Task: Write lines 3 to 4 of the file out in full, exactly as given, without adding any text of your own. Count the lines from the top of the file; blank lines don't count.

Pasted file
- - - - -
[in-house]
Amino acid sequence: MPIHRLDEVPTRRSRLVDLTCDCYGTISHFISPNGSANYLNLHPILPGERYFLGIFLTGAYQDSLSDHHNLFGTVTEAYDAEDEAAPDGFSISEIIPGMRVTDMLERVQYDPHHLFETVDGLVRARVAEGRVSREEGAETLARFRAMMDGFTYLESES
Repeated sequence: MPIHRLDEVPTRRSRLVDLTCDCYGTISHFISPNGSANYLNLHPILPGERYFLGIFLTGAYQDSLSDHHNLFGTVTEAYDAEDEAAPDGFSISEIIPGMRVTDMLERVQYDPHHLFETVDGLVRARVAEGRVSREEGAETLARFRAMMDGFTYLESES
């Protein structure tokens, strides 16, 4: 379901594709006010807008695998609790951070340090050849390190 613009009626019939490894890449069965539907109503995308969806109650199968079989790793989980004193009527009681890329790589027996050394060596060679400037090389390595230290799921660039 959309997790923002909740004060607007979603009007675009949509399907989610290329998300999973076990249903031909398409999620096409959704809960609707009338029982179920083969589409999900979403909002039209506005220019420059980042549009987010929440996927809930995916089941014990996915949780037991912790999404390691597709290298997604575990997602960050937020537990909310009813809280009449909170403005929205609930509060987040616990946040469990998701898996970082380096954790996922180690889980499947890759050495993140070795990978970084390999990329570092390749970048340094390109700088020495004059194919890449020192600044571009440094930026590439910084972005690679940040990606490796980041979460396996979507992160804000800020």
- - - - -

Repeated sequence: MPIHRLDEVPTRRSRLVDLTCDCYGTISHFISPNGSANYLNLHPILPGERYFLGIFLTGAYQDSLSDHHNLFGTVTEAYDAEDEAAPDGFSISEIIPGMRVTDMLERVQYDPHHLFETVDGLVRARVAEGRVSREEGAETLARFRAMMDGFTYLESES
């Protein structure tokens, strides 16, 4: 379901594709006010807008695998609790951070340090050849390190 613009009626019939490894890449069965539907109503995308969806109650199968079989790793989980004193009527009681890329790589027996050394060596060679400037090389390595230290799921660039 959309997790923002909740004060607007979603009007675009949509399907989610290329998300999973076990249903031909398409999620096409959704809960609707009338029982179920083969589409999900979403909002039209506005220019420059980042549009987010929440996927809930995916089941014990996915949780037991912790999404390691597709290298997604575990997602960050937020537990909310009813809280009449909170403005929205609930509060987040616990946040469990998701898996970082380096954790996922180690889980499947890759050495993140070795990978970084390999990329570092390749970048340094390109700088020495004059194919890449020192600044571009440094930026590439910084972005690679940040990606490796980041979460396996979507992160804000800020």